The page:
New Delhi: India today said Antigua and Barbuda is considering its request to extradite Mehul Choksi, who is wanted in connection with India’s biggest banking fraud and currently living in the Caribbean nation.
An India team led by a senior official from the Ministry of External Affairs (MEA) on August 3 handed over a request to Antigua for extradition of Choksi who obtained citizenship of the island nation.
“We have been told that they (Antiguan authorities) are examining the (extradition) request,” MEA spokesperson Raveesh Kumar said, responding to a volley of questions on the issue during a media briefing.
He said it will be premature to talk about what the response of the Antiguan authorities would be to India’s request.
India is trying to bring back Choksi from Antigua under the provision of a law of the island nation which provides for extradition of a fugitive to a designated Commonwealth country. He faces various charges in India in connection with the $2 billion Punjab National bank scam.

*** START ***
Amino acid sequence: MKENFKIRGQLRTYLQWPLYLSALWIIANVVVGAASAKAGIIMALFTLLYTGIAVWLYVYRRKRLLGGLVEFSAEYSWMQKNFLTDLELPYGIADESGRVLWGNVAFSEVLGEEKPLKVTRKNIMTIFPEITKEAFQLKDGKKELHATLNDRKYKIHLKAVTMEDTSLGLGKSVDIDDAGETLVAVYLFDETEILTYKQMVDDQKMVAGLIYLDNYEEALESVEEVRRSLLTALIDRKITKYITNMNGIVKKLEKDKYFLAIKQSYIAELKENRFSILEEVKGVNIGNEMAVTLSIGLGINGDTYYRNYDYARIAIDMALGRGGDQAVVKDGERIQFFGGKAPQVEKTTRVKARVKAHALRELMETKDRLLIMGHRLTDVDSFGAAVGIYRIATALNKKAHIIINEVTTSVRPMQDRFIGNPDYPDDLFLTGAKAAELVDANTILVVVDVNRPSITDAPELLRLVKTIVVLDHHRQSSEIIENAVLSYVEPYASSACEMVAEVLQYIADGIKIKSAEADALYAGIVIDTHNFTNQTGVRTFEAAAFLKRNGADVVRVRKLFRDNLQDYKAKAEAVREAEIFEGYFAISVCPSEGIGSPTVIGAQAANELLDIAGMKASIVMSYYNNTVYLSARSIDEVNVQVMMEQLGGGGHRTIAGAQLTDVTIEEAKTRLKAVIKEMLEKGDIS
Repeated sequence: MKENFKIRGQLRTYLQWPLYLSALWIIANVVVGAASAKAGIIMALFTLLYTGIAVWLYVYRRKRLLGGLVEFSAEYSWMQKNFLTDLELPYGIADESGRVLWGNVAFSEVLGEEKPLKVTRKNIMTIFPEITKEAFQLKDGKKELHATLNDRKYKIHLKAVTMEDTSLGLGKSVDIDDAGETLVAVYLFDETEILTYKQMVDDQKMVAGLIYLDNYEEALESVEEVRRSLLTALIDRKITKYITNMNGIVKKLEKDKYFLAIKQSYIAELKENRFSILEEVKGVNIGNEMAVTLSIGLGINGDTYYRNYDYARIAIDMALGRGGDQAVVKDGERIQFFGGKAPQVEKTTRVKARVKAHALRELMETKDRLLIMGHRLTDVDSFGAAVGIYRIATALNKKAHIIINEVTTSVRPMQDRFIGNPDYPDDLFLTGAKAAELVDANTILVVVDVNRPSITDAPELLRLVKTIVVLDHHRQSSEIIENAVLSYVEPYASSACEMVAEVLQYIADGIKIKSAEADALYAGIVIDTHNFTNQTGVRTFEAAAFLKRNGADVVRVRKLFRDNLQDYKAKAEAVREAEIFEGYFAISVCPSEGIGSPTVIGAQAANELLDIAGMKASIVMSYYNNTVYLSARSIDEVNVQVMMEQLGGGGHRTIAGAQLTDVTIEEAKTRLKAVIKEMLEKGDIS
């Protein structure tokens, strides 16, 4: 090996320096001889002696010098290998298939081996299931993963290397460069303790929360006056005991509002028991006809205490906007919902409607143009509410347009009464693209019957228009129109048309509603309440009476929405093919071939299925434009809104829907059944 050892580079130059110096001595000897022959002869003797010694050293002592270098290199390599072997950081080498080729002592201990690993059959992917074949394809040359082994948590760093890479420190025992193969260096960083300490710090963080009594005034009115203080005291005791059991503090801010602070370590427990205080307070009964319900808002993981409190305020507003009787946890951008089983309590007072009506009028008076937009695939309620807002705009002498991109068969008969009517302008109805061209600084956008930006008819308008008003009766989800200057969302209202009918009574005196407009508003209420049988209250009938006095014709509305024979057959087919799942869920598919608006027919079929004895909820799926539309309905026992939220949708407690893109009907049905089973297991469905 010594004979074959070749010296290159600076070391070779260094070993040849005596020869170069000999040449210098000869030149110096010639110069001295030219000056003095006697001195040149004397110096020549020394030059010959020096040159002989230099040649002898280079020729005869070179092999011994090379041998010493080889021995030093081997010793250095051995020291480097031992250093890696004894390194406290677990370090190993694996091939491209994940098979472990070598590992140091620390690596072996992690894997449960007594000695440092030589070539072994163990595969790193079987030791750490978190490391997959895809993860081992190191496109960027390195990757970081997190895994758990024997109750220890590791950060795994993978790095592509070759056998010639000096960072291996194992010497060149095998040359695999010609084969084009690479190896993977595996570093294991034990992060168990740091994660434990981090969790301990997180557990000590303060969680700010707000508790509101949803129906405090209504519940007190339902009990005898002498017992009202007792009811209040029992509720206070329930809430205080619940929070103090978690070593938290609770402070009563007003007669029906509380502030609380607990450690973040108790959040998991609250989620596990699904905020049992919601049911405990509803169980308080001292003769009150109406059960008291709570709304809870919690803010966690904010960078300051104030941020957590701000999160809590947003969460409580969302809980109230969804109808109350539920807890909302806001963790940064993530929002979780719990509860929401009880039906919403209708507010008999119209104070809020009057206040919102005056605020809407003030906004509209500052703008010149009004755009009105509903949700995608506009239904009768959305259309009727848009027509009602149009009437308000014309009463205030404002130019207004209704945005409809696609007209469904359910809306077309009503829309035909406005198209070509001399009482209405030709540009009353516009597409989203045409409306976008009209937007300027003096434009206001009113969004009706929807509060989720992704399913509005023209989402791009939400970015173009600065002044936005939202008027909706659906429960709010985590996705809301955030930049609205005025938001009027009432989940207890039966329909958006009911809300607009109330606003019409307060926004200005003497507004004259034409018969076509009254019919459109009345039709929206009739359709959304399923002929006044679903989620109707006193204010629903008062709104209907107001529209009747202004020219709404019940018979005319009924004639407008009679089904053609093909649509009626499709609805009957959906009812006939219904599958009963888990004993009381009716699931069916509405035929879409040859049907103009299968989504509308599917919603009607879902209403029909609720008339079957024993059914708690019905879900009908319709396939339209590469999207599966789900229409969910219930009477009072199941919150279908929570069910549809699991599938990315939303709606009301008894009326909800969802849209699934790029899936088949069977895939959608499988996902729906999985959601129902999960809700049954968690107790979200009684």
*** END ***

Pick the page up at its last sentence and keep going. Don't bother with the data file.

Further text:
Kumar said as per the provisions of the Extradition Act, 1993 of Antigua and Barbuda, a fugitive may be extradited to a designated Commonwealth country or a state with which there are general or special arrangement or a bilateral treaty.
On August 3, the MEA issued a notification specifying that the provisions of India’s Extradition Act, 1962 shall apply to Antigua and Barbuda with retrospective effect from 2001 when the Caribbean nation notified India as a designated commonwealth country under the island nation’s extradition law.
Choksi had fled India on January 4 this year and took oath of allegiance in Antigua on January 15. His citizenship was cleared in November 2017.
According to probe agencies, Choksi and his nephew Nirav Modi are the masterminds of the PNB fraud.
Kumar said the MEA has forwarded to British authorities the request it received from the Enforcement Directorate for extradition of Modi.
Choksi and his companies allegedly availed credit from overseas branches of Indian banks using the fraudulent guarantees of PNB given through letters of undertaking (LoUs) and letters of credit issued by the Brady House branch which were not repaid, bringing liability on the state-run bank, the officials have said.
An LoU is a guarantee given by an issuing bank to Indian banks having branches abroad to grant short-term credit to the applicant.